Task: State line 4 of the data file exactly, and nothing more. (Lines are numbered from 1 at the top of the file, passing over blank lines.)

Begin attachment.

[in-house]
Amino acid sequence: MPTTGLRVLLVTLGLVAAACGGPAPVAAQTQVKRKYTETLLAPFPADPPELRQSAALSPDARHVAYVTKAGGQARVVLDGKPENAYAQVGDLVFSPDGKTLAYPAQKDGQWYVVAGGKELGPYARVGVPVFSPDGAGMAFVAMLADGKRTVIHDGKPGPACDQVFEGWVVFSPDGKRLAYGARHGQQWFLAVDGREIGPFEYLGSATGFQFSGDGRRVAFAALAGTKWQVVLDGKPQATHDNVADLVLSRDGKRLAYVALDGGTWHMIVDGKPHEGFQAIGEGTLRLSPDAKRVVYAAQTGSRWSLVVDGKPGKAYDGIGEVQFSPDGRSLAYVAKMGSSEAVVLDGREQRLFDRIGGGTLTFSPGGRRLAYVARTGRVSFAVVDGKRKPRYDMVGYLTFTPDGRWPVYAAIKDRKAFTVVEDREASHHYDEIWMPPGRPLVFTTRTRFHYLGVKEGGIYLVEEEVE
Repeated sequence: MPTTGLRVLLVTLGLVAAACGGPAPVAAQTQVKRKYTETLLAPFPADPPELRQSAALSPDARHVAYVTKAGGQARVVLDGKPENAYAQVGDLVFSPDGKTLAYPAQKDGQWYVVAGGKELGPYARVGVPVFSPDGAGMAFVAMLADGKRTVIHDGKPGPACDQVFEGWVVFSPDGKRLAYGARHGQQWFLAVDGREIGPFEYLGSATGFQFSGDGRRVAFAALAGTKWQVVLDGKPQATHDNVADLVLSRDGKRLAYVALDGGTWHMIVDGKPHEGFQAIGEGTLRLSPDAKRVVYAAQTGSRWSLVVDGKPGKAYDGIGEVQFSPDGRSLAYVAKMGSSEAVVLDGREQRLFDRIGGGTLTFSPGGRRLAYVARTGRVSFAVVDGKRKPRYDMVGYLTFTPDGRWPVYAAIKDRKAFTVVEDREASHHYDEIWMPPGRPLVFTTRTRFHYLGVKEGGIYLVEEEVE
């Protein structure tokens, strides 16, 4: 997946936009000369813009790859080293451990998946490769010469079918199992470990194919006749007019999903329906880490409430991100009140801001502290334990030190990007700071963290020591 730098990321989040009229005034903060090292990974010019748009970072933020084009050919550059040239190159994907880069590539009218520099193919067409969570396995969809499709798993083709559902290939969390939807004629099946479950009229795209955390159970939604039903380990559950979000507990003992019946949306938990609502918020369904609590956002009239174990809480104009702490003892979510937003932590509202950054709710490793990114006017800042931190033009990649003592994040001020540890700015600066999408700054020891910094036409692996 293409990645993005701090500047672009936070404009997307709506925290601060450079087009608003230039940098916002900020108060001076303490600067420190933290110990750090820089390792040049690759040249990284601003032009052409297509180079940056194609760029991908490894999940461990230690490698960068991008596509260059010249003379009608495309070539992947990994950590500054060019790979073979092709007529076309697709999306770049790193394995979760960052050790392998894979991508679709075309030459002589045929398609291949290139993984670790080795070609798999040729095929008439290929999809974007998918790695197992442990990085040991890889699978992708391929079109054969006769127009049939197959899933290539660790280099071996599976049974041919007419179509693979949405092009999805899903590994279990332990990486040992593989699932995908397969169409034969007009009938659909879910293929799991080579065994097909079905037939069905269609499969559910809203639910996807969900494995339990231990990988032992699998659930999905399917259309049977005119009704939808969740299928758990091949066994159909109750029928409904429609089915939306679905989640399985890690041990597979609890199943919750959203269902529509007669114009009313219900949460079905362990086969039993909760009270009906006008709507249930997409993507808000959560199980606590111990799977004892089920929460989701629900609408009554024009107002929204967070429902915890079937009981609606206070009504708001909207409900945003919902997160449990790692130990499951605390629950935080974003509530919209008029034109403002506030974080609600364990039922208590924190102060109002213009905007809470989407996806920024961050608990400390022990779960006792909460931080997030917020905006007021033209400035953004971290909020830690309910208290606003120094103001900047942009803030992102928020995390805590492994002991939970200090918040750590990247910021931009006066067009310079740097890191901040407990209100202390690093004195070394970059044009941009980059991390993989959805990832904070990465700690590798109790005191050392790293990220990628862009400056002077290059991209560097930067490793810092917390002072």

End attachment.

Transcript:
């Protein structure tokens, strides 16, 4: 997946936009000369813009790859080293451990998946490769010469079918199992470990194919006749007019999903329906880490409430991100009140801001502290334990030190990007700071963290020591 730098990321989040009229005034903060090292990974010019748009970072933020084009050919550059040239190159994907880069590539009218520099193919067409969570396995969809499709798993083709559902290939969390939807004629099946479950009229795209955390159970939604039903380990559950979000507990003992019946949306938990609502918020369904609590956002009239174990809480104009702490003892979510937003932590509202950054709710490793990114006017800042931190033009990649003592994040001020540890700015600066999408700054020891910094036409692996 293409990645993005701090500047672009936070404009997307709506925290601060450079087009608003230039940098916002900020108060001076303490600067420190933290110990750090820089390792040049690759040249990284601003032009052409297509180079940056194609760029991908490894999940461990230690490698960068991008596509260059010249003379009608495309070539992947990994950590500054060019790979073979092709007529076309697709999306770049790193394995979760960052050790392998894979991508679709075309030459002589045929398609291949290139993984670790080795070609798999040729095929008439290929999809974007998918790695197992442990990085040991890889699978992708391929079109054969006769127009049939197959899933290539660790280099071996599976049974041919007419179509693979949405092009999805899903590994279990332990990486040992593989699932995908397969169409034969007009009938659909879910293929799991080579065994097909079905037939069905269609499969559910809203639910996807969900494995339990231990990988032992699998659930999905399917259309049977005119009704939808969740299928758990091949066994159909109750029928409904429609089915939306679905989640399985890690041990597979609890199943919750959203269902529509007669114009009313219900949460079905362990086969039993909760009270009906006008709507249930997409993507808000959560199980606590111990799977004892089920929460989701629900609408009554024009107002929204967070429902915890079937009981609606206070009504708001909207409900945003919902997160449990790692130990499951605390629950935080974003509530919209008029034109403002506030974080609600364990039922208590924190102060109002213009905007809470989407996806920024961050608990400390022990779960006792909460931080997030917020905006007021033209400035953004971290909020830690309910208290606003120094103001900047942009803030992102928020995390805590492994002991939970200090918040750590990247910021931009006066067009310079740097890191901040407990209100202390690093004195070394970059044009941009980059991390993989959805990832904070990465700690590798109790005191050392790293990220990628862009400056002077290059991209560097930067490793810092917390002072």